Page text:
Amazon.com have a tremendous set of assets. They have millions of customer accounts. They have a ton of existing relationships with publishers and content providers. Behind the scenes they are one of the leading cloud computing service providers servicing start-ups and established firms alike (including Netflix).  And they have a market leading product — the Kindle — in their arsenal.

Today, their customer facing strategy moved from the PC squarely into the mobile space as the Kindle line-up was significantly expanded. First, they upgraded the current low-end Kindle (with ads and WiFi) only to a very cheap $79 model. I still don’t think Kindles want to be free but there is a clear trend here. Second, they provided a new Kindle — the Kindle Touch — with a touch screen interface that costs $99 (WiFi) and $149 (3G). The latter incorporating their revolutionary pricing model for 3G access — that is, bundled with the device so that consumers face free usage. To be sure, at those prices, the Star Trek Next Generation image of Captain Picard with a desk littered with slates becomes affordable. Put simply, it is no longer a given that people will own one Kindle they carry around. And with Whispersync technology that just isn’t necessary.

The final product was a direct play at the iPad. The new Kindle Fire is Android based but with innovations. It is all tied to Amazon’s own stores for books, video, music and apps. It leverages Amazon’s cloud position. And, just one more thing, it costs only $199. How do they do that? Only 8GB of storage on the device. Amazon are betting that people will be happy not to carry their content around and rely on cloud access. And from WiFi (no 3G, yet). That is a big bet.

To be sure, that is a bet Apple are moving towards too with iCloud. But as the ill-fated Google Chrome netbook shows, we have a long way to go before access is ubiquitous. If you are on a long international plane flight, it will be hard to leave your data behind.

But where is this heading? The Kindle Fire is targeted right at Apple and the iPad but it is of lower quality and has fewer features. This is a story that has emerged before for Apple. But each share the ability to leverage off application, video and music sales. Amazon also has books while Apple likely must stand behind Apple in that department. And each are now heavily invested in cloud services for which the outcome is far from clear. Finally, Amazon will rely on Google for operating system upgrades although it does appear to have developed its own browser (Amazon Silk) to leverage the cloud again.

What is remarkable is that a decade ago, Amazon, Google and Apple could not have looked further apart in the digital competition space. Amazon was invested in the physical world. Apple dabbled in online music and Google was in search. Now, they are inter-locked and in head-to-head competition from the cloud to the customer. It’s amazing to watch.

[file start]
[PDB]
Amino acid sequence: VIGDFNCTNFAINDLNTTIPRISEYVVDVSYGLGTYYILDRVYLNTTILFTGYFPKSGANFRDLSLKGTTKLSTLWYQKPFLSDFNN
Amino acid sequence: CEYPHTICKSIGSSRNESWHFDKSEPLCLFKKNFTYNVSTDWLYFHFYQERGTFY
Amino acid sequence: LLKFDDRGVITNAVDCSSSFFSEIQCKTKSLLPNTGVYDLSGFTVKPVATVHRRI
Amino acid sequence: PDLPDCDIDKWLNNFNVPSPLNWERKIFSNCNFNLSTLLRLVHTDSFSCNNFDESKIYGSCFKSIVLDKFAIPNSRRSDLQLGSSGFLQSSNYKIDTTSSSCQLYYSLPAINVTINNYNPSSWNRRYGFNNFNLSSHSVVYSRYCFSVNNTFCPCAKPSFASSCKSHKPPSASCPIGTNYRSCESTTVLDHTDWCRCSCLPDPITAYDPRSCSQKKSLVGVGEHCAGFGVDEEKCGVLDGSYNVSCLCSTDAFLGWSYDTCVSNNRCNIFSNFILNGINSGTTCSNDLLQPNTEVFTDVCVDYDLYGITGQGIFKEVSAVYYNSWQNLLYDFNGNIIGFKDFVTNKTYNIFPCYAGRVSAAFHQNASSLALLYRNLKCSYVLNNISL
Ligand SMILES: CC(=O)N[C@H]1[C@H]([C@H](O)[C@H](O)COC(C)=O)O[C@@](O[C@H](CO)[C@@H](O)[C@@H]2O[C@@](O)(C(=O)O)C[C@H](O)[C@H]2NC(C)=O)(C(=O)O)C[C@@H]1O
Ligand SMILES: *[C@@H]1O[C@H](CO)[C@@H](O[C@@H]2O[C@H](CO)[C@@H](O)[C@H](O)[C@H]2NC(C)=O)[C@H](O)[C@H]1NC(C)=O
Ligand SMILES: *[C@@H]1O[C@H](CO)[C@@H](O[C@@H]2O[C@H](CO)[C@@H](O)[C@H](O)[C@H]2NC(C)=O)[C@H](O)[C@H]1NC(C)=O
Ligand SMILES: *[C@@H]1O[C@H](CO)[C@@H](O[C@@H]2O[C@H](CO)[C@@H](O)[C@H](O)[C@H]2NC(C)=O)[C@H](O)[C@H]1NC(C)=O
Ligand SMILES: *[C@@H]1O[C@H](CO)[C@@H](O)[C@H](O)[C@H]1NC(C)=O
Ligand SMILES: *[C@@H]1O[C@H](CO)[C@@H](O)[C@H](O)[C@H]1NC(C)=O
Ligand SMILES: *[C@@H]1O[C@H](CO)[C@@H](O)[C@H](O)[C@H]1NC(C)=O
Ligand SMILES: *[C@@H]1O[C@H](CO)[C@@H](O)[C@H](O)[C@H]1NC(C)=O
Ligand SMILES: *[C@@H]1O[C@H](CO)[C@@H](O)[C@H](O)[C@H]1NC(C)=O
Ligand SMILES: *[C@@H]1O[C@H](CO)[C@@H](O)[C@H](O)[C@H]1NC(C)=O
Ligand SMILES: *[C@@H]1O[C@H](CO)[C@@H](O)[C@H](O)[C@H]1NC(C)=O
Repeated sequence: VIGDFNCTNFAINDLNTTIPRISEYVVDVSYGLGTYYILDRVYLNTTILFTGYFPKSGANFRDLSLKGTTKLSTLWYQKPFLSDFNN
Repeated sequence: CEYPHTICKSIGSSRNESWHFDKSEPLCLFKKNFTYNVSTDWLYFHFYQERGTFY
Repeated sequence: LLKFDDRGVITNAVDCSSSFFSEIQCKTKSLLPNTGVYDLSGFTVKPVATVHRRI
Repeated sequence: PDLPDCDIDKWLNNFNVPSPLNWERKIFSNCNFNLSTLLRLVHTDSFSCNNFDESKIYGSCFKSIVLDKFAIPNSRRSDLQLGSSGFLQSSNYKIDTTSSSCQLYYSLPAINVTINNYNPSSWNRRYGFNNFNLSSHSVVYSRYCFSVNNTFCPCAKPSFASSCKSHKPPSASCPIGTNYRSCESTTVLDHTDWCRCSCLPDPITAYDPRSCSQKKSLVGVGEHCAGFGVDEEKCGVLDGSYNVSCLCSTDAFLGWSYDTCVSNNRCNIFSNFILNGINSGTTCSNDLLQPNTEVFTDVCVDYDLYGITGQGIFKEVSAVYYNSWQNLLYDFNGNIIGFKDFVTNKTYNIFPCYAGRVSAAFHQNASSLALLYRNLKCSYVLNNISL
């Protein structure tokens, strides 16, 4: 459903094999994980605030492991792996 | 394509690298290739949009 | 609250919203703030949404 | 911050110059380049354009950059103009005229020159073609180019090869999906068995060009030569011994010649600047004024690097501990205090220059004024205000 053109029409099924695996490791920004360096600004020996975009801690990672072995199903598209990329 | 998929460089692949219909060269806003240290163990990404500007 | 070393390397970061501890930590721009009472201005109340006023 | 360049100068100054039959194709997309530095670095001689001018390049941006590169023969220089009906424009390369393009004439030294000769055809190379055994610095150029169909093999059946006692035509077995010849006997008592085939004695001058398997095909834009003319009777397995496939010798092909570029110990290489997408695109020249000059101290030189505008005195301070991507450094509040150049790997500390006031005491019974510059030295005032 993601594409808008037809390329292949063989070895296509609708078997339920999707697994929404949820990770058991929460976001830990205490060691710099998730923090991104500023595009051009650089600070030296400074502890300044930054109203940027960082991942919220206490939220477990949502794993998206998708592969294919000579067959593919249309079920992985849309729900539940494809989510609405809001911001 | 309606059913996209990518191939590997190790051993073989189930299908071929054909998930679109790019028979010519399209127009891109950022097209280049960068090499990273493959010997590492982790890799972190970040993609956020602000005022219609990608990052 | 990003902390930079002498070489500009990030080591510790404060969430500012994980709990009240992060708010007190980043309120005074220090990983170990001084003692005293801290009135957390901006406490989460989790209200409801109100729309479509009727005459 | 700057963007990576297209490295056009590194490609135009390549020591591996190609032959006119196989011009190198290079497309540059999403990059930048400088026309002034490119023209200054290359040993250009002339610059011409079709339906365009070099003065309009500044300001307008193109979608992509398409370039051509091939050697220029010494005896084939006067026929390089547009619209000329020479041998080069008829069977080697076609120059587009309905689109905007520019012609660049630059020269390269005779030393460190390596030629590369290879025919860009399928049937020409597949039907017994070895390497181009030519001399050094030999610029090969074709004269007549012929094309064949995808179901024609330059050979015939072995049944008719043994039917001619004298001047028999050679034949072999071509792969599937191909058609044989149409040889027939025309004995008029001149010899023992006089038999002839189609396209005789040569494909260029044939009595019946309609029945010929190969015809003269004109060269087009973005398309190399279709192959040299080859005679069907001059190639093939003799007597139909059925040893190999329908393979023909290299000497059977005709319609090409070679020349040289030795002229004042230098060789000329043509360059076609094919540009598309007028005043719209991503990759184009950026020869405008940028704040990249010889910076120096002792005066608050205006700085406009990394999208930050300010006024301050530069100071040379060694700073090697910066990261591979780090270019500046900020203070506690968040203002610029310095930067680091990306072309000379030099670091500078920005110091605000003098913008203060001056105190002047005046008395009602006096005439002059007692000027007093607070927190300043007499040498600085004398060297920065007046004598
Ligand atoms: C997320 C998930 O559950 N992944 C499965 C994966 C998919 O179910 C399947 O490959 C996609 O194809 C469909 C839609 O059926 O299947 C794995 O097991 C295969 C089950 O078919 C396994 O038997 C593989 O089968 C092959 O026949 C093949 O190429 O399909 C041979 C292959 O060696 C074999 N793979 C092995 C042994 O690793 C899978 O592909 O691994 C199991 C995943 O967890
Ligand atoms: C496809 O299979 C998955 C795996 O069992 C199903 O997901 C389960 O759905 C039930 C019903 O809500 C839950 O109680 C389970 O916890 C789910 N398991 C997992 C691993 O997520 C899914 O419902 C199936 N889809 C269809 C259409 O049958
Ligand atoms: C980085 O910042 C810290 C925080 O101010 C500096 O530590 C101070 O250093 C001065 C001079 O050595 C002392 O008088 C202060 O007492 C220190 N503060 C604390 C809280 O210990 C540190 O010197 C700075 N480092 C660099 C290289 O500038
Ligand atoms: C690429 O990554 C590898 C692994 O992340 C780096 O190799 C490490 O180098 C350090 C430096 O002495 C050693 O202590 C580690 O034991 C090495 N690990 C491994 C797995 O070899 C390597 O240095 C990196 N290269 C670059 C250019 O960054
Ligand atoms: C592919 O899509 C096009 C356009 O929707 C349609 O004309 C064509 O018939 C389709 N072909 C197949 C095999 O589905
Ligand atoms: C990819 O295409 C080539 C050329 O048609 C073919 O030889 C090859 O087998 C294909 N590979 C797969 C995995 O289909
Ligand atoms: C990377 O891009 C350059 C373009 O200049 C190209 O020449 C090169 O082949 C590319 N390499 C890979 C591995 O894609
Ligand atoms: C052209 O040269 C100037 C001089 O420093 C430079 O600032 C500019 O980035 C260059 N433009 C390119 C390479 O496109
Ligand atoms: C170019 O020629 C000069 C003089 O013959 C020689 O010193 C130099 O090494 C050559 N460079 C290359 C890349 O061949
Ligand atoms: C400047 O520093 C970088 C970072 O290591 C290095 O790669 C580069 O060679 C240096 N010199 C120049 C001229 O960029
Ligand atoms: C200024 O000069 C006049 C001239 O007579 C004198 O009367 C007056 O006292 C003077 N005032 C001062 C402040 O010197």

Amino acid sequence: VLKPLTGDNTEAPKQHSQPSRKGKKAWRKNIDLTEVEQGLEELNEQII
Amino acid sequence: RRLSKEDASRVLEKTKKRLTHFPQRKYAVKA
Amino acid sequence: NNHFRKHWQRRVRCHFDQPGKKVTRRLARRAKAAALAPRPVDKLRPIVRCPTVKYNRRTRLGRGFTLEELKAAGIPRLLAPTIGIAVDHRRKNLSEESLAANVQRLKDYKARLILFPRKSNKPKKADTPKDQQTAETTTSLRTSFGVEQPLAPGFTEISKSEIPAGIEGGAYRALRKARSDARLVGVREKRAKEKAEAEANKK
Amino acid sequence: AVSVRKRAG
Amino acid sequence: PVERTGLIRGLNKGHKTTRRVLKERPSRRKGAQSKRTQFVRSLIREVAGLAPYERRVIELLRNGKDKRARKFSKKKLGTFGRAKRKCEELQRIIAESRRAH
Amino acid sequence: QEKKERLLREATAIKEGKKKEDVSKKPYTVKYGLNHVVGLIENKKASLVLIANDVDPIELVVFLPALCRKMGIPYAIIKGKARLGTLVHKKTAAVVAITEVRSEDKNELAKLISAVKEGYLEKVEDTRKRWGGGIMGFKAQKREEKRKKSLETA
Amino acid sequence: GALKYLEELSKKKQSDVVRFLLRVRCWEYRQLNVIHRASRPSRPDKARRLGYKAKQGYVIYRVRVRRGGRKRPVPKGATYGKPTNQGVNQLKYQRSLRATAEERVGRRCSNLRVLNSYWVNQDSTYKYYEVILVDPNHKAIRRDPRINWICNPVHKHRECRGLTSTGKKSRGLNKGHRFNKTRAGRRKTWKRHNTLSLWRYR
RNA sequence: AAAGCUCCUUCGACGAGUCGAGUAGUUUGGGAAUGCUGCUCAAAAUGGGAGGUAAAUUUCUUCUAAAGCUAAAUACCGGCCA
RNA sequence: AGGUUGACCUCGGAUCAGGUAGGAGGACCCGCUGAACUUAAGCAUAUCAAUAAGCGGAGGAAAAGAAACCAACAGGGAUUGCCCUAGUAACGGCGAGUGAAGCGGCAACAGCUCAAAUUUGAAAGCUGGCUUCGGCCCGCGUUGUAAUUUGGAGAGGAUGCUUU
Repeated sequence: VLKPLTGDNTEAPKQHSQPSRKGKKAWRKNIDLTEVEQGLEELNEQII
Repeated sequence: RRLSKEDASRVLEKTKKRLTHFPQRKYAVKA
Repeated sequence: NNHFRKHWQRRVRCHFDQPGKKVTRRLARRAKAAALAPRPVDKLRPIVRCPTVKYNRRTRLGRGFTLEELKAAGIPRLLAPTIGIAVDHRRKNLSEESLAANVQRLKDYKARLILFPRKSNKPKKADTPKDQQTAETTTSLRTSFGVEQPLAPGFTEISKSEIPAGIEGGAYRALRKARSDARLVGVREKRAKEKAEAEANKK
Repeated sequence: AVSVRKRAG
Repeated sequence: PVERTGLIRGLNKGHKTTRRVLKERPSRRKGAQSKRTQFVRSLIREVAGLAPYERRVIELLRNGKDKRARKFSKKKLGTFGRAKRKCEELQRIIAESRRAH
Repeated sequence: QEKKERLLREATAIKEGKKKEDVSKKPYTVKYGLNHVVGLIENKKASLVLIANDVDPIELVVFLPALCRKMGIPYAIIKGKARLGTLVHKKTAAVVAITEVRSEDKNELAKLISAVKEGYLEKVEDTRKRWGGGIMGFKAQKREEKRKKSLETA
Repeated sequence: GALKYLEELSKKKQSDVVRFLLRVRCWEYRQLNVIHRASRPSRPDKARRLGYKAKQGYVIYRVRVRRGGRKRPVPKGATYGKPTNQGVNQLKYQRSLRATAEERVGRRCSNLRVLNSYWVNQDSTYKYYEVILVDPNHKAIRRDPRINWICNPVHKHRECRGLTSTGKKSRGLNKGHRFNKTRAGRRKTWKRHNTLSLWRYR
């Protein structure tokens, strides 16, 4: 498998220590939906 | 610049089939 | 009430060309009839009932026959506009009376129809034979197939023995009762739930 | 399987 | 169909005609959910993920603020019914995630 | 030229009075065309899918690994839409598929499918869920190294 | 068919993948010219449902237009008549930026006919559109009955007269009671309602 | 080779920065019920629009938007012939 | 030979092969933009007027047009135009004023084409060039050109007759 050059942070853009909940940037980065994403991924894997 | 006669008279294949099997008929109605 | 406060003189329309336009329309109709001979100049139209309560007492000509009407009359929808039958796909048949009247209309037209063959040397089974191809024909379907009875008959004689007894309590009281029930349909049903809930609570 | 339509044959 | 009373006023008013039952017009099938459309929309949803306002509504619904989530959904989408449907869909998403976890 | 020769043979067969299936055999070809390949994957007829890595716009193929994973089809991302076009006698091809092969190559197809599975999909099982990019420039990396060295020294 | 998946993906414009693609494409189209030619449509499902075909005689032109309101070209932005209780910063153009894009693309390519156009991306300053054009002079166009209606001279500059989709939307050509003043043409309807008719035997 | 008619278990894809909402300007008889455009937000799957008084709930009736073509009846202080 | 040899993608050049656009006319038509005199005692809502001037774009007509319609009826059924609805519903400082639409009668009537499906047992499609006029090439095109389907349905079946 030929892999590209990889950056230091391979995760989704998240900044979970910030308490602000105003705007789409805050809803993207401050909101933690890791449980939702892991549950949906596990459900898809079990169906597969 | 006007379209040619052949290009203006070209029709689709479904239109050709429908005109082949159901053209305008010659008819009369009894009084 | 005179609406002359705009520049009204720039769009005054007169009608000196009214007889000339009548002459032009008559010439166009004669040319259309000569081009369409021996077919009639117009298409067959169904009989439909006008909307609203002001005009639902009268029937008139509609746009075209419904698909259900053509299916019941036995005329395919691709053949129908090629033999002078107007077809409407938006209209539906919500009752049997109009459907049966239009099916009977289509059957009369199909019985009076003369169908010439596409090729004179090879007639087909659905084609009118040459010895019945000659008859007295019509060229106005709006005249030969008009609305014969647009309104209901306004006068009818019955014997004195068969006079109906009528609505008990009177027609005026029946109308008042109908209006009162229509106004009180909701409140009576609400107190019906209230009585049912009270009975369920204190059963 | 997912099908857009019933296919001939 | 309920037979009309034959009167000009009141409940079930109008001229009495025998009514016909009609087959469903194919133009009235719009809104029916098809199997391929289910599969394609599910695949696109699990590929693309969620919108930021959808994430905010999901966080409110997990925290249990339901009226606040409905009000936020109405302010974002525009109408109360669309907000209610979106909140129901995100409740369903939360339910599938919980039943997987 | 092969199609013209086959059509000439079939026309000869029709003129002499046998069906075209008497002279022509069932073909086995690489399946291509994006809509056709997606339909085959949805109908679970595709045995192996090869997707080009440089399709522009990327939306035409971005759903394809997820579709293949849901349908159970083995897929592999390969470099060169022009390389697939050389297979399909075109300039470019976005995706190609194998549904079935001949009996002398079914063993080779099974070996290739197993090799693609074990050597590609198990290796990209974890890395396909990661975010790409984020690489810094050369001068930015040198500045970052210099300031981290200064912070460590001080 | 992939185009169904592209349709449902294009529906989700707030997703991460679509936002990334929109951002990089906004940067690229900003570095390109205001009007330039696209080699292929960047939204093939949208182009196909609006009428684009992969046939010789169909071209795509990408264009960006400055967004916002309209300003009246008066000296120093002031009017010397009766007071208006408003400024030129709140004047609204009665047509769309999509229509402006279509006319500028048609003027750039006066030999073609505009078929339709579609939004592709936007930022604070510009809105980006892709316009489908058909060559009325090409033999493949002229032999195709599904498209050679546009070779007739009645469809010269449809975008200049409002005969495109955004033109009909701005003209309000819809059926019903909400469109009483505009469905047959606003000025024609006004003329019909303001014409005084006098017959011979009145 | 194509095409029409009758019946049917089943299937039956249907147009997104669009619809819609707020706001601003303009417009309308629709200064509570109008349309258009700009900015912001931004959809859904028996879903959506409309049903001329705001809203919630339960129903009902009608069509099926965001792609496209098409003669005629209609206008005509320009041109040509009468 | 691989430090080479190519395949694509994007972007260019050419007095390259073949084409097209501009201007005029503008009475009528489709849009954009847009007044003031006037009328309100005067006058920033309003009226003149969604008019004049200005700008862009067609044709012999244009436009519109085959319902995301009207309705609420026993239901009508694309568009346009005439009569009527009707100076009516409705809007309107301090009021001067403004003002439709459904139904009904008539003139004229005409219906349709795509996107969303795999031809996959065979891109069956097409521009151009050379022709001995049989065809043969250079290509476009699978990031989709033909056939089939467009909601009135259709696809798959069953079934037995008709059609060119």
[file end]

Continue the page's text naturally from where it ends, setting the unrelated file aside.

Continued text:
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6 Responses to Amazon’s pricing play that leverages the cloud

  1. Brett says:

    The “Wi-Fi Only” plus “Only 8 MB of memory” is a major turn-off for me. The former greatly limits where you can access your device (particularly when you’re traveling), and the latter means that it’s more limited in use as an e-reader when you don’t have that Wi-Fi Access.

  2. Brett says:

    Actually, belay my point. I misread “8 GB” for “8 MB”. In that case, it’s much more attractive, although Wi-Fi Only is still a major turn-off.

  3. […] good analyses of the Fire that touch on the points I raised above are from Erik Brynjolfsson and Joshua Gans at Digitopoly, a new (welcome!) economics blog focusing on the digital economy. Given the overlap […]

  4. Jesse Kornbluth says:

    Amazon.com = they? In what grammatical universe? Has there been a sudden split and there are now two Amazons? Not to be the usage police, but such a whopper in the first graph of a piece makes it hard for me to continue. Anyway, I have to go to the Metropolitan Museum and see what “they” are up to….

  5. […] wars following Amazon’s announcement of its new “Kindle Fire” tablet this week, economist Joshua Gans writes: What is remarkable is that a decade ago, Amazon, Google and Apple could not have looked […]

  6. […] wars following Amazon’s announcement of its new “Kindle Fire” tablet this week, economist Joshua Gans writes: What is remarkable is that a decade ago, Amazon, Google and Apple could not have looked […]

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